Thirty million unique visitors watched the websites of visual artist Rafaël Rozendaal – 30.730.587 to be exact – in 2014 alone. The number says much about the reach of art in the internet age but it also testifies to the appeal of his work. With Soft Focus, from 13 March to 10 May, MU is showing specially developed new work, projected in a room furnished to draw attention to the soft side of technology.
Digital art is new, light, open, cheep and free. It is everything, always, everywhere. Rozendaal isn’t burdened by history; he has no stress, no boss, no budget, no deadline, no fuzz. Put this way, it sounds wonderfully free of obligations but in the mean time his work can best be seen as a continuous and consistent research into the graphic and symbolic representation of reality. A process of simplification, stylisation and abstraction, of sensing for the essence of things, that shifts from paper to the computer screen in 2001. The screen has been his medium ever since, with all the qualities and shortcomings that come with it. He makes clean, apparently simple animations that seamlessly fit into the browser window at any screen size: through clever programming art work and website always coincide.
As relevant and smart as the websites may be in regard to the art trade and the rapidly developing technology, there is an entirely different reason why they are so popular and why Rozendaal (who was born in 1980) is considered to be a prominent artist at such an early age: his animations are really very good. They are complex ideas disguised as simple images that appeal to the most diverging human emotions and experiences. Life is portrayed as an endless play of repetition and variation, of rise and fall, of being on your way without arriving anywhere. What is being build up in one place is disappearing in another; things move forwards and backwards simultaneously.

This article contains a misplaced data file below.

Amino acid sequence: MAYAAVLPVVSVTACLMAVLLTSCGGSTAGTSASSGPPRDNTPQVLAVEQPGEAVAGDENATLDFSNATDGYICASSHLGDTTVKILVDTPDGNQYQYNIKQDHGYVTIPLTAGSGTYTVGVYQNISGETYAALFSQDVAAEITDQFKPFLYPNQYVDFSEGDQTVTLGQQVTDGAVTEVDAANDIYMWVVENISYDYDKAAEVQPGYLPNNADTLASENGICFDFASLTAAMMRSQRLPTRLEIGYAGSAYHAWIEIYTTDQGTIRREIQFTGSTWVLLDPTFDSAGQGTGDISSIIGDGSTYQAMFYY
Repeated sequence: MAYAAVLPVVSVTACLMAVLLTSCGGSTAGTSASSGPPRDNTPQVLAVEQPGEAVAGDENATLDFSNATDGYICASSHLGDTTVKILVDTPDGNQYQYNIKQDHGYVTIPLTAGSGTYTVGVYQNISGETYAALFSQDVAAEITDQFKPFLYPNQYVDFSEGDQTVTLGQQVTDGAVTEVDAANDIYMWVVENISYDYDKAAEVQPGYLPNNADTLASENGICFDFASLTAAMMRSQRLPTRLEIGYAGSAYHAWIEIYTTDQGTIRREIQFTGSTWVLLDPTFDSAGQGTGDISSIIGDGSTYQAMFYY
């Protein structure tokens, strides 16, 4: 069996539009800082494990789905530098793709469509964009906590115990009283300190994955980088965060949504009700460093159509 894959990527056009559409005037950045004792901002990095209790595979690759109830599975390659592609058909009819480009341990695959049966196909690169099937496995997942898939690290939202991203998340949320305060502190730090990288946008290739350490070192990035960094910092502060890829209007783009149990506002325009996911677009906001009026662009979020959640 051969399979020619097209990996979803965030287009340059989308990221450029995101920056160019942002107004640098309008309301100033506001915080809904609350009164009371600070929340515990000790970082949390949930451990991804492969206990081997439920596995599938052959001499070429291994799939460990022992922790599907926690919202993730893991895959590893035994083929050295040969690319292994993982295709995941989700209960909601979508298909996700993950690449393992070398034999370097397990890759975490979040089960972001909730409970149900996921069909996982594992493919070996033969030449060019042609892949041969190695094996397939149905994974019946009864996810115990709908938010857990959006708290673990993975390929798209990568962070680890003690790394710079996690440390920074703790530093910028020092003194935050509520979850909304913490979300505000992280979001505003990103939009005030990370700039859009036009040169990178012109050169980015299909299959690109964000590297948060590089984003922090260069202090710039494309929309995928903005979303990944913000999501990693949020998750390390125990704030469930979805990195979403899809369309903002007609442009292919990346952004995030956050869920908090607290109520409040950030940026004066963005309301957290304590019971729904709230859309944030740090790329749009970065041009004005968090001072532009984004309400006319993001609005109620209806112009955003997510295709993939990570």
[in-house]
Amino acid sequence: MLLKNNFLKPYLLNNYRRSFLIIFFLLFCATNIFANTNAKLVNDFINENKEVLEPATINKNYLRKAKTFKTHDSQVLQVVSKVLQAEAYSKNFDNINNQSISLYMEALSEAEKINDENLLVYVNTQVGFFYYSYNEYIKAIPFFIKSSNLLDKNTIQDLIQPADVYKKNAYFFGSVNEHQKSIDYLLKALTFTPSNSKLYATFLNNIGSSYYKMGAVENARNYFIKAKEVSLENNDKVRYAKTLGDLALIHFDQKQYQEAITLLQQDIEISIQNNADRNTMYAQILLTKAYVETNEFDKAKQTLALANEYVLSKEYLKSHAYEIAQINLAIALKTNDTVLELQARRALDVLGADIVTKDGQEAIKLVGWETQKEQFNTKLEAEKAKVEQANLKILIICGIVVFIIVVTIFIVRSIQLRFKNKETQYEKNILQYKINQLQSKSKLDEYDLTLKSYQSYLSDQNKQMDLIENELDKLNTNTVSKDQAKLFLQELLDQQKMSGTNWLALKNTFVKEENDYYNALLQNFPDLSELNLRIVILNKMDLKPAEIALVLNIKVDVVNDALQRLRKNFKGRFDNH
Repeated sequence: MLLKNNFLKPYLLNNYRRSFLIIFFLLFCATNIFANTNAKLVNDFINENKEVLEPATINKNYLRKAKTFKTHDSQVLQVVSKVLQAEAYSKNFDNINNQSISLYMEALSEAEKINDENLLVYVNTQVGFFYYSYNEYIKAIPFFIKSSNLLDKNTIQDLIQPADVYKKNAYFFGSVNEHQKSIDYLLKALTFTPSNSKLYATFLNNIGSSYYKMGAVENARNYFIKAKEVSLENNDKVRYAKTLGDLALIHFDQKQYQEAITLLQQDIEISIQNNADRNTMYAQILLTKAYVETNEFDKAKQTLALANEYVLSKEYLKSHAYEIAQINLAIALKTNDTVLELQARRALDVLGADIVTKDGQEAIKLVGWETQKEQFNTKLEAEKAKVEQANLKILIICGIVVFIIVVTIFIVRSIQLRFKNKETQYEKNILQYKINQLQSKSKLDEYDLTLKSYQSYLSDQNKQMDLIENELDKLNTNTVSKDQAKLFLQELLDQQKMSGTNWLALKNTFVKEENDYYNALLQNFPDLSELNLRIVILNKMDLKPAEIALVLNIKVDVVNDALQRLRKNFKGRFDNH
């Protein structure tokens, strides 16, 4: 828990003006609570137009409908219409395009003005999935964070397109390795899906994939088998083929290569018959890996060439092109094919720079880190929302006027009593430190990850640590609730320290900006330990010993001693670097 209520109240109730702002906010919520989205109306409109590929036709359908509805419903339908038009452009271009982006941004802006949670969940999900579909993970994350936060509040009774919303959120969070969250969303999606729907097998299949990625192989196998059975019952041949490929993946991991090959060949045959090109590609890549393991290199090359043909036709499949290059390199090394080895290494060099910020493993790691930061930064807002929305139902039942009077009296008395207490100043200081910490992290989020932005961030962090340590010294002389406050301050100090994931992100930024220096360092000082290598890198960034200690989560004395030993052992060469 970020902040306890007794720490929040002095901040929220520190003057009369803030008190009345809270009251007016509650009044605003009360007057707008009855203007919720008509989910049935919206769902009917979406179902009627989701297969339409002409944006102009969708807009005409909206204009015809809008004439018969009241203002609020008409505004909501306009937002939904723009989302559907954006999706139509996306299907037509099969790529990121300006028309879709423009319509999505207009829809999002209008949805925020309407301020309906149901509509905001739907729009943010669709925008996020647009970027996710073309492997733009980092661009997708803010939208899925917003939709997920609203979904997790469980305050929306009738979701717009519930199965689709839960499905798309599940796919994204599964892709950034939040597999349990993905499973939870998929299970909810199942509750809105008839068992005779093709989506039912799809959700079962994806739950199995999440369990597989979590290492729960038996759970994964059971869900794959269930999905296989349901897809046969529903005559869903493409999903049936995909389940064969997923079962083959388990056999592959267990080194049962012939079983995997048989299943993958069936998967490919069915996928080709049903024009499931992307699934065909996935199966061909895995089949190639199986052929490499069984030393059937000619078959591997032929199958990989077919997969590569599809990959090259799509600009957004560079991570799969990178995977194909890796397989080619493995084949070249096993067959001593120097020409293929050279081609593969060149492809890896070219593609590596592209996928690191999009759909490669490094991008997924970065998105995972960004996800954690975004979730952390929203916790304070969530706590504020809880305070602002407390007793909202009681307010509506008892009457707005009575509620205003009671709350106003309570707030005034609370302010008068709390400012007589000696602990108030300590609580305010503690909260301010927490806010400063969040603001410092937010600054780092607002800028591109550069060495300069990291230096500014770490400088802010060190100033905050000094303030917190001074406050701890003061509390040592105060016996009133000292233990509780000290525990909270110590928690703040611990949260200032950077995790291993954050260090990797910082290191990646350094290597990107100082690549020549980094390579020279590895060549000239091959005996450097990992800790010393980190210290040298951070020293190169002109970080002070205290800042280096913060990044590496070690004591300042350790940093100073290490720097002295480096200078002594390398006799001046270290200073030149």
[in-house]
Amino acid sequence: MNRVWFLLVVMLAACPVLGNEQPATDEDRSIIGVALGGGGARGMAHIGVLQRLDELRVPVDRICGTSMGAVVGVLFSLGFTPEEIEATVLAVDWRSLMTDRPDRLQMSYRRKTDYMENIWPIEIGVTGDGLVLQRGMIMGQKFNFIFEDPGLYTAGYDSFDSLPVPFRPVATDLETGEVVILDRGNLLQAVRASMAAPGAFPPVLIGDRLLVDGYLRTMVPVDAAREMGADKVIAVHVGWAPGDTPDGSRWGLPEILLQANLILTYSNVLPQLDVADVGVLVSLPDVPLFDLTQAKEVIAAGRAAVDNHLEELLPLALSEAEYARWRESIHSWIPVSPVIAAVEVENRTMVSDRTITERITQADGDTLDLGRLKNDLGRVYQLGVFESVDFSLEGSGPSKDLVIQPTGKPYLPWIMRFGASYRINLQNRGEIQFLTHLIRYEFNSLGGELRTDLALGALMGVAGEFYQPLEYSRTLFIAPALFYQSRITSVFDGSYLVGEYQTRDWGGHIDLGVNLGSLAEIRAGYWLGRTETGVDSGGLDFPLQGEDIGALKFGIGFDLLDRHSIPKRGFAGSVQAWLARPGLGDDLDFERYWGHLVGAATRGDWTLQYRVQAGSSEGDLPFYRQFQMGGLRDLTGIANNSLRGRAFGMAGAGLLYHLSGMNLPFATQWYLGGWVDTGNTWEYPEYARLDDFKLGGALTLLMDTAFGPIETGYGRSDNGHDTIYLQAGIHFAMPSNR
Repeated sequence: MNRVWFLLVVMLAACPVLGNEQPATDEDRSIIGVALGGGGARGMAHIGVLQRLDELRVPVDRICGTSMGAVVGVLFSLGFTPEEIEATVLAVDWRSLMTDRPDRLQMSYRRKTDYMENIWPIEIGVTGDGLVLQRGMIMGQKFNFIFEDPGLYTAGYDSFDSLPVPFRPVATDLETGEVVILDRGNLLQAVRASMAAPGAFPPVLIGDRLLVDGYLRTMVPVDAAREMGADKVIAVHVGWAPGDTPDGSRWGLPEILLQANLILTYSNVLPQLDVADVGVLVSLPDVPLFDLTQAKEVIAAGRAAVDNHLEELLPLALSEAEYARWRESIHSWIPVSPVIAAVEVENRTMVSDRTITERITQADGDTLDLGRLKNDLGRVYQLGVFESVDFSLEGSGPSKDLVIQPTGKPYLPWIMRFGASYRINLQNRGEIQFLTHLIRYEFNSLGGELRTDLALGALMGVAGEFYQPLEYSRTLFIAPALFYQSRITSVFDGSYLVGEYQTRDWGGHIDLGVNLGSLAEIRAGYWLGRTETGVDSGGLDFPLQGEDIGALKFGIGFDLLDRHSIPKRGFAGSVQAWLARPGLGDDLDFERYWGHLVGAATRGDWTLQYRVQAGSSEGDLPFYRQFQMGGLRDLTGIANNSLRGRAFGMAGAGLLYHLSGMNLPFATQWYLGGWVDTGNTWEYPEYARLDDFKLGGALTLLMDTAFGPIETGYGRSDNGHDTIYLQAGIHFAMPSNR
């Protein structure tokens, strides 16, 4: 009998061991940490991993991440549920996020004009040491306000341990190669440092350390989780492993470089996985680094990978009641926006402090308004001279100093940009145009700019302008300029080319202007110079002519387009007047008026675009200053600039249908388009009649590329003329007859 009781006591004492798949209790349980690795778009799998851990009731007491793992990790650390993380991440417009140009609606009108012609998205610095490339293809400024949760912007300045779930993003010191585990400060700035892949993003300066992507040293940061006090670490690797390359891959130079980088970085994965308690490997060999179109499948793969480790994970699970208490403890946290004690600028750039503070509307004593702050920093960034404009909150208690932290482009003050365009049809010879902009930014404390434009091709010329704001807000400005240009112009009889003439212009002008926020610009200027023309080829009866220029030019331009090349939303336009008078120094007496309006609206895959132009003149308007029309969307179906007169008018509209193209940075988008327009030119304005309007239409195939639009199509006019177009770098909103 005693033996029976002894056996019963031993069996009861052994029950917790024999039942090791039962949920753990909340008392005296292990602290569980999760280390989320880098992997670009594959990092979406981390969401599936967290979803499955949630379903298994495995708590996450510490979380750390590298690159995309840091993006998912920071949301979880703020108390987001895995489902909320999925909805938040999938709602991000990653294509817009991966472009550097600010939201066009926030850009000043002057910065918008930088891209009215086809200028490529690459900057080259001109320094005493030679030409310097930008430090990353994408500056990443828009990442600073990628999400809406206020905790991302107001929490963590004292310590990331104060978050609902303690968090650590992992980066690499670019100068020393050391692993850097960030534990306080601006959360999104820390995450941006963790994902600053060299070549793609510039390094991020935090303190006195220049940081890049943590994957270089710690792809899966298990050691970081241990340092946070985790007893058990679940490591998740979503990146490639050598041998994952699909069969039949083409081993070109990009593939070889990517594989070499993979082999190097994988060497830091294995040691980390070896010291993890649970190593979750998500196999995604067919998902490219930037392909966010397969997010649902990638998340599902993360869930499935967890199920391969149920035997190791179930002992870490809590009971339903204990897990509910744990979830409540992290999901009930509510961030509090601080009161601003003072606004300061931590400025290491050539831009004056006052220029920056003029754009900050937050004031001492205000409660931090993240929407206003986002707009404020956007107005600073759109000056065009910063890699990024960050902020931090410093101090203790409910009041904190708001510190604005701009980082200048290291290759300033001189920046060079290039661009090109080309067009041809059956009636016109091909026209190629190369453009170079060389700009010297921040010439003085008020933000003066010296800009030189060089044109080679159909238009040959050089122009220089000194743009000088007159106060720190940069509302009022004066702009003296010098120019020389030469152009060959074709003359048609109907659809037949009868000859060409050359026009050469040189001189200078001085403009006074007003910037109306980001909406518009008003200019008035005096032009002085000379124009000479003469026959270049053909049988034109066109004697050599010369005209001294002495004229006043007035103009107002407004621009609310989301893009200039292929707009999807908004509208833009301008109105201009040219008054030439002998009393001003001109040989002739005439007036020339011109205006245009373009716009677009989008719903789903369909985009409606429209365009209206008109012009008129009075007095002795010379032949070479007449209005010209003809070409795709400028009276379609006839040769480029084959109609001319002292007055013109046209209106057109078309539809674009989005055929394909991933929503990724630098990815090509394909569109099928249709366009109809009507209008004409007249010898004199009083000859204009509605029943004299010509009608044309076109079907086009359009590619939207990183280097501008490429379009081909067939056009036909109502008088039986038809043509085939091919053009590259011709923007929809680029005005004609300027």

The animations also have a life outside the screen: Rozendaal often works with the reflections of images in mirrors and other reflective materials on the wall or on the floor. In MU he will experiment for the first time with more diffuse surfaces like bird sand, ribbons and balloons. Projecting the websites on a web of various materials that visitors can wander around in produces a softer, more agile image. Liberated from the screen the sites become light sources, fragmented impressions of an online world; the work more than ever an immersive visual experience.
Apart from his own work, Rozendaal invented the BYOB concept: Bring Your Own Beamer. Find a space, invite a lot of artists, ask them to bring their own projector and turn them on all at once. Since he organised the First BYOB event in 2010, in Berlin, it has been repeated hundreds of times in cities around the globe.
Still, Rozendaal is not only active as a visual artist. He also writes haiku, from which he composed a special book that will be available in a limited printed and signed edition during Soft Focus. It can also be order online as an (unsigned) print on demand. Like his visual art, they excel in clarity and profoundness.
RR Haiku 057
But what does he eat?